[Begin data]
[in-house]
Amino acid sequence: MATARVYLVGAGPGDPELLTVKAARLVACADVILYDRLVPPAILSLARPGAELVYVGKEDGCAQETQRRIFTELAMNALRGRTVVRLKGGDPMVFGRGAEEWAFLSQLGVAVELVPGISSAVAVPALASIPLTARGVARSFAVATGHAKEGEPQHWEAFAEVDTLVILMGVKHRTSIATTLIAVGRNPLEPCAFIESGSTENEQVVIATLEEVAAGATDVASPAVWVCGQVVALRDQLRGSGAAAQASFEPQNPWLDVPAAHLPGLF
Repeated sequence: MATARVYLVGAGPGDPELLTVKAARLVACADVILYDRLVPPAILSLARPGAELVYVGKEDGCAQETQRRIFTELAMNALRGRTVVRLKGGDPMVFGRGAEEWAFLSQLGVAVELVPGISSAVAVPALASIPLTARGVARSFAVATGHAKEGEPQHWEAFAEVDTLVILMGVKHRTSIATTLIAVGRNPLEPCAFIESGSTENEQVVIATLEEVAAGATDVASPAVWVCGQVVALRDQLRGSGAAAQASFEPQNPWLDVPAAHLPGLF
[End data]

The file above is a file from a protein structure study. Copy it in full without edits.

[in-house]
Amino acid sequence: MATARVYLVGAGPGDPELLTVKAARLVACADVILYDRLVPPAILSLARPGAELVYVGKEDGCAQETQRRIFTELAMNALRGRTVVRLKGGDPMVFGRGAEEWAFLSQLGVAVELVPGISSAVAVPALASIPLTARGVARSFAVATGHAKEGEPQHWEAFAEVDTLVILMGVKHRTSIATTLIAVGRNPLEPCAFIESGSTENEQVVIATLEEVAAGATDVASPAVWVCGQVVALRDQLRGSGAAAQASFEPQNPWLDVPAAHLPGLF
Repeated sequence: MATARVYLVGAGPGDPELLTVKAARLVACADVILYDRLVPPAILSLARPGAELVYVGKEDGCAQETQRRIFTELAMNALRGRTVVRLKGGDPMVFGRGAEEWAFLSQLGVAVELVPGISSAVAVPALASIPLTARGVARSFAVATGHAKEGEPQHWEAFAEVDTLVILMGVKHRTSIATTLIAVGRNPLEPCAFIESGSTENEQVVIATLEEVAAGATDVASPAVWVCGQVVALRDQLRGSGAAAQASFEPQNPWLDVPAAHLPGLF